Vaccine FOMO on the rise. Officials still say to wait your turn

Vaccine FOMO on the rise. Officials still say to wait your turn

Photo courtesy of Atrium Health

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About 12% of Mecklenburg County has received at least one dose of a COVID-19 vaccine as of March 11. But if it feels like 100% of your Instagram feed has, you’re not alone.

Over the past two weeks, vaccinations have indeed become more common. More than 1.1 million North Carolinians are fully vaccinated so far. More than 900,000 have received a first or second dose since Feb. 22. The governor keeps pushing up dates for groups, as he did Thursday.

The president says 100 million more vaccines are coming, even said last night that all Americans will be eligible by May 1.

But let’s say your group isn’t up yet, and you’re scrolling through your social feeds and seeing healthy people in “essential” industries that you’re not so sure are essential getting it. Or you hear your neighbors making vacation plans.

Or a friend tells you about the neat Walgreens trick she learned, where if you call at exactly 7:56pm on the Friday before daylight savings in an odd-numbered year and give the secret passcode — Pappy Van Moderna Pfizer Hope Diamond — you’re in, easy as that.

So now you tell a lil’ fib, and you check that box that says you, too, are part of the elite and essential group one group ahead of where you actually fall. Just to see, you tell yourself. And then, up pops an appointment, an opportunity, to be free of all of this.

You look right, and look left, and nobody’s around, and now you face the medical ethics question of the spring.

  • What do you do?

What they’re saying: “We don’t have the capacity to police that strongly,” Mecklenburg Health Director Gibbie Harris said yesterday. “And so we are asking our community to wait until it’s your turn. You’re going to have a turn and it’s not going to be that much longer before that happens.”

Why it matters: People are finding loopholes amid a chaotic and rushed distribution that has resulted in confusing timelines, skipped appointments and even sometimes extra doses at the end of the day. This comes at a time when public health officials want to get as many people vaccinated as quickly as possible.

  • People can get creative about their eligibility with impunity. (How does one define “moderate” asthma, anyway? Shouldn’t my job be considered essential?)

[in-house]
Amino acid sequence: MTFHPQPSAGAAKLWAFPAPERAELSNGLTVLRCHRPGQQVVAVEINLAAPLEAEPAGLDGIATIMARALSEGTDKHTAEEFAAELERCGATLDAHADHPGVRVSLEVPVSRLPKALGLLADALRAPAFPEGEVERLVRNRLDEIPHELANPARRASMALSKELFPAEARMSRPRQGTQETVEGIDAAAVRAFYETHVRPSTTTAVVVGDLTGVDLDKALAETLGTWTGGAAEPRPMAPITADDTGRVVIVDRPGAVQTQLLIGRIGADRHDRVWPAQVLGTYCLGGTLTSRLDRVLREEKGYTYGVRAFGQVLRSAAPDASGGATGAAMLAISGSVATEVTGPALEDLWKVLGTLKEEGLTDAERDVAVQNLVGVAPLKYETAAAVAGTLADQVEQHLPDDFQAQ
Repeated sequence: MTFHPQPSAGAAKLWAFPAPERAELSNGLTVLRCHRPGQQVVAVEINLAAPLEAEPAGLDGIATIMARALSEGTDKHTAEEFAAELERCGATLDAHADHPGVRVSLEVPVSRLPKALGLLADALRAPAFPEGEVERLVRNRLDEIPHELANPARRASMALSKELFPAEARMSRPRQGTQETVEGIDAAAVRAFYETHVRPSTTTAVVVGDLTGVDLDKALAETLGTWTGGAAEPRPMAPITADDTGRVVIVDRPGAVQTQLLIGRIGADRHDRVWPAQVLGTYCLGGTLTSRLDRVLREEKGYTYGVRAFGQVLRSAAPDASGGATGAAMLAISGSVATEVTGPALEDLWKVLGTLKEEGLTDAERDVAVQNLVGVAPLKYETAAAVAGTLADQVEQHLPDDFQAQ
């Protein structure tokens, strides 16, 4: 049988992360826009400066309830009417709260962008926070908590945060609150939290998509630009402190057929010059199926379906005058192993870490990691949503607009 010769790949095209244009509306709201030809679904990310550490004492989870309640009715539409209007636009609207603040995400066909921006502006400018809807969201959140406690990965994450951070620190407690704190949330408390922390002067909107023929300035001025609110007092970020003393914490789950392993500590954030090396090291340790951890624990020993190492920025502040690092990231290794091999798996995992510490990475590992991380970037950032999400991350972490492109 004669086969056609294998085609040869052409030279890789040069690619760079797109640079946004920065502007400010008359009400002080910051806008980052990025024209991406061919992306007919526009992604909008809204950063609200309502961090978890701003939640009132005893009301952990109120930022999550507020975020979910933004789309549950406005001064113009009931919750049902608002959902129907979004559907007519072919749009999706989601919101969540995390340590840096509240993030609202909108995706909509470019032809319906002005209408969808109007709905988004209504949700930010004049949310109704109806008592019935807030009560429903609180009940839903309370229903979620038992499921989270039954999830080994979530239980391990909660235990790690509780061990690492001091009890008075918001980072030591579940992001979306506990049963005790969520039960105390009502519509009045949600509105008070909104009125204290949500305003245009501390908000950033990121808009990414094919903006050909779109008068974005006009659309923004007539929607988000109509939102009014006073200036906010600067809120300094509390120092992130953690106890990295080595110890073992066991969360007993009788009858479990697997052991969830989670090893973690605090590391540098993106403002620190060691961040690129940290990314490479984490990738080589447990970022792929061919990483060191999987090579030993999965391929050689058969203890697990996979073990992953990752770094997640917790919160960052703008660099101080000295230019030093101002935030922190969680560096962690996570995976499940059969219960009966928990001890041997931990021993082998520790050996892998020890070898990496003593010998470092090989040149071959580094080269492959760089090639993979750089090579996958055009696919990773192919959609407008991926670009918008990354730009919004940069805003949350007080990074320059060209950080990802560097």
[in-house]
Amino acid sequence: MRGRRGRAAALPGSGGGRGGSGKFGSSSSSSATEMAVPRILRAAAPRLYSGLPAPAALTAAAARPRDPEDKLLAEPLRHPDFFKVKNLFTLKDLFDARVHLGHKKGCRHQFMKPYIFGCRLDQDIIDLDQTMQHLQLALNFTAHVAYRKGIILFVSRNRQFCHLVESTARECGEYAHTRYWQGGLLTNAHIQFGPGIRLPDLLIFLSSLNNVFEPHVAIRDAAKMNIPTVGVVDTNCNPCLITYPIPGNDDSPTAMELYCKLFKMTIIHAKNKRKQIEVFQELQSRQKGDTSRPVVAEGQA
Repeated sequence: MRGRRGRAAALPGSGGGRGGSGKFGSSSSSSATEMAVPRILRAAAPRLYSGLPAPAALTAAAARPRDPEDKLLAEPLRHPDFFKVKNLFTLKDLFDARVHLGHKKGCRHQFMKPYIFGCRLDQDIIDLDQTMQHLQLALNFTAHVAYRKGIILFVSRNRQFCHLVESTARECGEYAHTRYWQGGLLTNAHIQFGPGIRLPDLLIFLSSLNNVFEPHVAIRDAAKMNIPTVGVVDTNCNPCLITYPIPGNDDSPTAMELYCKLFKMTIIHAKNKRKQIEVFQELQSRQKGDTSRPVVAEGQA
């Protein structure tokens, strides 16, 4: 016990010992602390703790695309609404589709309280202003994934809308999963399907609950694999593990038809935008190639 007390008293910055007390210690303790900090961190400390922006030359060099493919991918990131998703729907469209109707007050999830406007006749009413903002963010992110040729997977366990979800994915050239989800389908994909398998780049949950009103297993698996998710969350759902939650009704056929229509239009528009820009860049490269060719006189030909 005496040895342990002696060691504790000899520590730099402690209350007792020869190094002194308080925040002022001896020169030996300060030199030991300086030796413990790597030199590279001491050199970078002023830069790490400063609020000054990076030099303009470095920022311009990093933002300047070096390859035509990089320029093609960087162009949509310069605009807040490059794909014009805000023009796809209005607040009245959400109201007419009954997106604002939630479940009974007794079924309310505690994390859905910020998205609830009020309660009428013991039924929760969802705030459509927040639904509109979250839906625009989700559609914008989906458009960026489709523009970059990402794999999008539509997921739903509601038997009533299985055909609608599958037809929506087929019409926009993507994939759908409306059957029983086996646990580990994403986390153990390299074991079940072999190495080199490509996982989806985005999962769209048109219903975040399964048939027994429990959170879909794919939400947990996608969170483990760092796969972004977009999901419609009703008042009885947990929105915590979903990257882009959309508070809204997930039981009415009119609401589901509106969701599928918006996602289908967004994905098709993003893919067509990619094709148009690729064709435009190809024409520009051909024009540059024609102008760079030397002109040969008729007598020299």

• The ability to skip the line prompts the question: Just because you can do it, should you do it?

Yes, but: Isn’t it good, to get more people vaccinated? Yes, of course. But lots of vulnerable people are still out there, waiting. And it’s possible that while you may be digitally savvy enough to get an appointment, many people aren’t.

Lyndie Forthofer, a professor of public health sciences at UNC Charlotte, says people who are able to assist vulnerable populations — elderly residents, those with disabilities — should do so if they can.

  • “There are people who are eligible but are having trouble getting it because they have trouble navigating these complicated bureaucracies,” Forthofer said.

N.C. State University Professor of Biological Sciences Vicki Martin told the Daily Tar Heel last week that she spent five or six hours a day refreshing pages to get her elderly mother a shot, even when she was eligible.

  • “We have 100 counties in North Carolina, and there (are) no commonalities to any of this madness, (this) process on how to get scheduled for an appointment,” she said. “It really is a shot in the dark.”

But … aren’t vaccines going to waste? Not really. Or at least, not many are going to waste in the Charlotte area, the Observer reported this week.

  • “Basically we have not wasted any doses, and we don’t have any intention to — so we will find someone’s arm to put it in,” the county’s deputy public health director Raynard Washington told the paper. Leftover doses often go to county staff, first responders, and “spouses or companions” of those with appointments, Washington said.

The good news: More vaccine supply is coming, and a growing number of groups are eligible to get it. Those with preexisting conditions can get a vaccine March 17, a week earlier than planned.

“It relaxes the need a bit to worry about how people qualify,” Forthofer said.

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